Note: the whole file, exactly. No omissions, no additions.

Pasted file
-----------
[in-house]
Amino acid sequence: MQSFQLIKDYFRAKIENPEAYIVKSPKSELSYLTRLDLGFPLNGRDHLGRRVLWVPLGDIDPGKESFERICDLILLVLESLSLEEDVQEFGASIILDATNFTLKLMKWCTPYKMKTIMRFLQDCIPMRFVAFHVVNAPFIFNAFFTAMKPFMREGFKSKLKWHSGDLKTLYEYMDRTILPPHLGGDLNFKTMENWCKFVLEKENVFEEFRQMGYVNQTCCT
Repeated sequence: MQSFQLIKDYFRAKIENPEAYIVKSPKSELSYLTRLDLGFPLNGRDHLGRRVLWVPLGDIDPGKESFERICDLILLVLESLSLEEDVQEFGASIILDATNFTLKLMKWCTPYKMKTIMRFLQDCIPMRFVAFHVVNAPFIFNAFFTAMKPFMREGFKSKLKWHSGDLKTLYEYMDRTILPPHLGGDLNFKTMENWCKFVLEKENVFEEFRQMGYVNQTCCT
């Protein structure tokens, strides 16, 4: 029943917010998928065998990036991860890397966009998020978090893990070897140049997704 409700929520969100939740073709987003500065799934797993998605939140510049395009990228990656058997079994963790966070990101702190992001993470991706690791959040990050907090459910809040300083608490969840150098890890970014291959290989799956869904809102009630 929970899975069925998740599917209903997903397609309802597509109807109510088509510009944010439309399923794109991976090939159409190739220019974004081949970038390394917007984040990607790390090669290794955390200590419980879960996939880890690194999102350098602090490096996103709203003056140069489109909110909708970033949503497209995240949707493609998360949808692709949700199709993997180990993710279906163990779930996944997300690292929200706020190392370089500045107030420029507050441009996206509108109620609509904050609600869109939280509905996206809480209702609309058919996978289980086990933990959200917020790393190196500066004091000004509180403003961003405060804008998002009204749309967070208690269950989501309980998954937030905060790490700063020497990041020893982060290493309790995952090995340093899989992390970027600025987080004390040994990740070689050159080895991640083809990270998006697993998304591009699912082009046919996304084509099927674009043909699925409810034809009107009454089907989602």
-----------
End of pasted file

[in-house]
Amino acid sequence: MQSFQLIKDYFRAKIENPEAYIVKSPKSELSYLTRLDLGFPLNGRDHLGRRVLWVPLGDIDPGKESFERICDLILLVLESLSLEEDVQEFGASIILDATNFTLKLMKWCTPYKMKTIMRFLQDCIPMRFVAFHVVNAPFIFNAFFTAMKPFMREGFKSKLKWHSGDLKTLYEYMDRTILPPHLGGDLNFKTMENWCKFVLEKENVFEEFRQMGYVNQTCCT
Repeated sequence: MQSFQLIKDYFRAKIENPEAYIVKSPKSELSYLTRLDLGFPLNGRDHLGRRVLWVPLGDIDPGKESFERICDLILLVLESLSLEEDVQEFGASIILDATNFTLKLMKWCTPYKMKTIMRFLQDCIPMRFVAFHVVNAPFIFNAFFTAMKPFMREGFKSKLKWHSGDLKTLYEYMDRTILPPHLGGDLNFKTMENWCKFVLEKENVFEEFRQMGYVNQTCCT
């Protein structure tokens, strides 16, 4: 029943917010998928065998990036991860890397966009998020978090893990070897140049997704 409700929520969100939740073709987003500065799934797993998605939140510049395009990228990656058997079994963790966070990101702190992001993470991706690791959040990050907090459910809040300083608490969840150098890890970014291959290989799956869904809102009630 929970899975069925998740599917209903997903397609309802597509109807109510088509510009944010439309399923794109991976090939159409190739220019974004081949970038390394917007984040990607790390090669290794955390200590419980879960996939880890690194999102350098602090490096996103709203003056140069489109909110909708970033949503497209995240949707493609998360949808692709949700199709993997180990993710279906163990779930996944997300690292929200706020190392370089500045107030420029507050441009996206509108109620609509904050609600869109939280509905996206809480209702609309058919996978289980086990933990959200917020790393190196500066004091000004509180403003961003405060804008998002009204749309967070208690269950989501309980998954937030905060790490700063020497990041020893982060290493309790995952090995340093899989992390970027600025987080004390040994990740070689050159080895991640083809990270998006697993998304591009699912082009046919996304084509099927674009043909699925409810034809009107009454089907989602």